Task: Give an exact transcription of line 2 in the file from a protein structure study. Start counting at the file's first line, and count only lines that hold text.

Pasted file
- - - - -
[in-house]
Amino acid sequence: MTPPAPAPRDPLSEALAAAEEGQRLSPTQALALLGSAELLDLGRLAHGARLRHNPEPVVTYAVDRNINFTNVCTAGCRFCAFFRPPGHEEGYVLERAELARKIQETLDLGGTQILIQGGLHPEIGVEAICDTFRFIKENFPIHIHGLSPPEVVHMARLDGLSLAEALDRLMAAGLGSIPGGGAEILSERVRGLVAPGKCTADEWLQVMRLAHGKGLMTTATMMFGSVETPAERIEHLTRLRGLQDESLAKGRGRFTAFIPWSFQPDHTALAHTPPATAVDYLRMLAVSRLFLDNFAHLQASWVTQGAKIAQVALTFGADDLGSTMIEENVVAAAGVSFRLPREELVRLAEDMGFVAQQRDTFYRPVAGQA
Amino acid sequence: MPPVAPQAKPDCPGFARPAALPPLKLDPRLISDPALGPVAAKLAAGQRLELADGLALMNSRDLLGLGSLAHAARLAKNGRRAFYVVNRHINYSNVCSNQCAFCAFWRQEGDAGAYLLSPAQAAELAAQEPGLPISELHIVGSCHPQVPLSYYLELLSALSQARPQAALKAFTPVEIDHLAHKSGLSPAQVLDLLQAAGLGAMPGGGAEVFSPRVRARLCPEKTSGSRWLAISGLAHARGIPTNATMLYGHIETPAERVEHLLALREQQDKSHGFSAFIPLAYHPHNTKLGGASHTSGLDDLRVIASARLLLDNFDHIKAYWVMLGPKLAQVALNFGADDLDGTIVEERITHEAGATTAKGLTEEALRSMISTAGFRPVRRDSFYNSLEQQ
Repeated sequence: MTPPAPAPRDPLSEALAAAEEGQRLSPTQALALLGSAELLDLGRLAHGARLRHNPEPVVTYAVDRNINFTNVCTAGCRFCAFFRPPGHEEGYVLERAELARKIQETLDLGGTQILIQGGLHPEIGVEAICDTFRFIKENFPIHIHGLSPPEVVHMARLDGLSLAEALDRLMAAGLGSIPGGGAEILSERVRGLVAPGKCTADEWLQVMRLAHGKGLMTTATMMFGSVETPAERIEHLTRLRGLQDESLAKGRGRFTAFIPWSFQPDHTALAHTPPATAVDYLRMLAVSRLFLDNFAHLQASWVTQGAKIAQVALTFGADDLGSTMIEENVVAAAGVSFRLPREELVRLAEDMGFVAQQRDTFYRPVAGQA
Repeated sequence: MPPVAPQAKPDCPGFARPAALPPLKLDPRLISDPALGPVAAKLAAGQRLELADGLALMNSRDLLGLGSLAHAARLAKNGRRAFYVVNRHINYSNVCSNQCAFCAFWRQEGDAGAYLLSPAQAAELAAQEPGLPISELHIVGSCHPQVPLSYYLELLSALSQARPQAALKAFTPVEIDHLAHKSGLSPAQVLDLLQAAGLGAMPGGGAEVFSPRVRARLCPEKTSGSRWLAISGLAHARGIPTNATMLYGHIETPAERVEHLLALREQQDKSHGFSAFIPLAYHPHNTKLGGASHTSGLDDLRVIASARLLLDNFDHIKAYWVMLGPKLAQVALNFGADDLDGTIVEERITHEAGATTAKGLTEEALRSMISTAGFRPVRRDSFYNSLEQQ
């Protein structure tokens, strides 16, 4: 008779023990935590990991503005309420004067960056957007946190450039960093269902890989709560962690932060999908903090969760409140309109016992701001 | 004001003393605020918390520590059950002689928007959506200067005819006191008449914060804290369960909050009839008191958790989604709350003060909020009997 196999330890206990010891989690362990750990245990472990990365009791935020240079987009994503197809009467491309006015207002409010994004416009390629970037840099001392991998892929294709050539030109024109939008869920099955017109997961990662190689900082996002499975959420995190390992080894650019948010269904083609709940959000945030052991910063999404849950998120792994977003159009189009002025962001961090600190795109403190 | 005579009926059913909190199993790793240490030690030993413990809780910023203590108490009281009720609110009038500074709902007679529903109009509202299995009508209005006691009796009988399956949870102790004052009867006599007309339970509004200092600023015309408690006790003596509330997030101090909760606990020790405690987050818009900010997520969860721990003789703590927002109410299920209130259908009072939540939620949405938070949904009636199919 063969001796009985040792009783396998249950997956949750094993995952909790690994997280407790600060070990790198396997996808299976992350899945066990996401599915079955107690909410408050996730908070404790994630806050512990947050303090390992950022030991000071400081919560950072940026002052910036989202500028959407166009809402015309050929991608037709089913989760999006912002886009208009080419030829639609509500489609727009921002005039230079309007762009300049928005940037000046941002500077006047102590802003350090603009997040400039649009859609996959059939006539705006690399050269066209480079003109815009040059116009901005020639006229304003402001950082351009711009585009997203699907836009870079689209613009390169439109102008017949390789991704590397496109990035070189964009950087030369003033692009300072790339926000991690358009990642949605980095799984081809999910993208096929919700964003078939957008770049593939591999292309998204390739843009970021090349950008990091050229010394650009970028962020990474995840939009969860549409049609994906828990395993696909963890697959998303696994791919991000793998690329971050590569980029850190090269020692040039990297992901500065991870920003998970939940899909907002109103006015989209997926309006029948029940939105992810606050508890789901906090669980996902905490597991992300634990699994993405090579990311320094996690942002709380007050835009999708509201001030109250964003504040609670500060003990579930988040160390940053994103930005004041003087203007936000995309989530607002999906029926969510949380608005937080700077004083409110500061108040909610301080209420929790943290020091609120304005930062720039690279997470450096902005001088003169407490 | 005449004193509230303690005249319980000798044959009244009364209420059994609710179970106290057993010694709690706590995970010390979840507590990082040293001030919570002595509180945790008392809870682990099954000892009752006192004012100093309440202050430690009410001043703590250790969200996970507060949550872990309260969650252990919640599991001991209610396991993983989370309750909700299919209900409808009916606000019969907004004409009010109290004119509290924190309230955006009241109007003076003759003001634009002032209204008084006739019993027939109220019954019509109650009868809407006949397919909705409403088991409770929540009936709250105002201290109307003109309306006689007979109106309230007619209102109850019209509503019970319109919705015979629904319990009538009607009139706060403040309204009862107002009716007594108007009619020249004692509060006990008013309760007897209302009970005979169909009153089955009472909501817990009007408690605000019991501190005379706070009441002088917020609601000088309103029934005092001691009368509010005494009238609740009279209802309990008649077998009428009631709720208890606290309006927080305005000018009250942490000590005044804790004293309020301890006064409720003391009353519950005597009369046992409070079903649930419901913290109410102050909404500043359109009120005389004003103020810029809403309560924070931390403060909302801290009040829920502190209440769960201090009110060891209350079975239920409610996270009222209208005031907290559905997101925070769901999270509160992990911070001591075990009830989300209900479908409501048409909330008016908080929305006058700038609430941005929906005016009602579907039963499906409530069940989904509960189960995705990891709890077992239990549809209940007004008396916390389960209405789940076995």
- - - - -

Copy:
Amino acid sequence: MTPPAPAPRDPLSEALAAAEEGQRLSPTQALALLGSAELLDLGRLAHGARLRHNPEPVVTYAVDRNINFTNVCTAGCRFCAFFRPPGHEEGYVLERAELARKIQETLDLGGTQILIQGGLHPEIGVEAICDTFRFIKENFPIHIHGLSPPEVVHMARLDGLSLAEALDRLMAAGLGSIPGGGAEILSERVRGLVAPGKCTADEWLQVMRLAHGKGLMTTATMMFGSVETPAERIEHLTRLRGLQDESLAKGRGRFTAFIPWSFQPDHTALAHTPPATAVDYLRMLAVSRLFLDNFAHLQASWVTQGAKIAQVALTFGADDLGSTMIEENVVAAAGVSFRLPREELVRLAEDMGFVAQQRDTFYRPVAGQA